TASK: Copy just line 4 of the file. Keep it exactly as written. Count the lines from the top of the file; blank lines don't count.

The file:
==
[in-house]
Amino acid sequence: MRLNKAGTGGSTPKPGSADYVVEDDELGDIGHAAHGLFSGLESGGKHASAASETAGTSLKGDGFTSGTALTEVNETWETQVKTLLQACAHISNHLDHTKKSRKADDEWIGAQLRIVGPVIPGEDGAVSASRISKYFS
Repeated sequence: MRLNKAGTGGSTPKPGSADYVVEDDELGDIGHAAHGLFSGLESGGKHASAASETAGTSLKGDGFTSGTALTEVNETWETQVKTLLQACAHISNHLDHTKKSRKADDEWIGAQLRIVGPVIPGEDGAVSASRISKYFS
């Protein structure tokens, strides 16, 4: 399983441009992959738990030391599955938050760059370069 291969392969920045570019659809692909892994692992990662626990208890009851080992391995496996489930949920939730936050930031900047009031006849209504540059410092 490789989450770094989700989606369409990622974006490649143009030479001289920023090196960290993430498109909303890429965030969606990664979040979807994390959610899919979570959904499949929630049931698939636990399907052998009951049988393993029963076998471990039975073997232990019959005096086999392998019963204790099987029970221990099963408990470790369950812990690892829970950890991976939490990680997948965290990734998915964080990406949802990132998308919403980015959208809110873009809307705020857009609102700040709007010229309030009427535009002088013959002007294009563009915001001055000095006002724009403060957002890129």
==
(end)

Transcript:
């Protein structure tokens, strides 16, 4: 399983441009992959738990030391599955938050760059370069 291969392969920045570019659809692909892994692992990662626990208890009851080992391995496996489930949920939730936050930031900047009031006849209504540059410092 490789989450770094989700989606369409990622974006490649143009030479001289920023090196960290993430498109909303890429965030969606990664979040979807994390959610899919979570959904499949929630049931698939636990399907052998009951049988393993029963076998471990039975073997232990019959005096086999392998019963204790099987029970221990099963408990470790369950812990690892829970950890991976939490990680997948965290990734998915964080990406949802990132998308919403980015959208809110873009809307705020857009609102700040709007010229309030009427535009002088013959002007294009563009915001001055000095006002724009403060957002890129």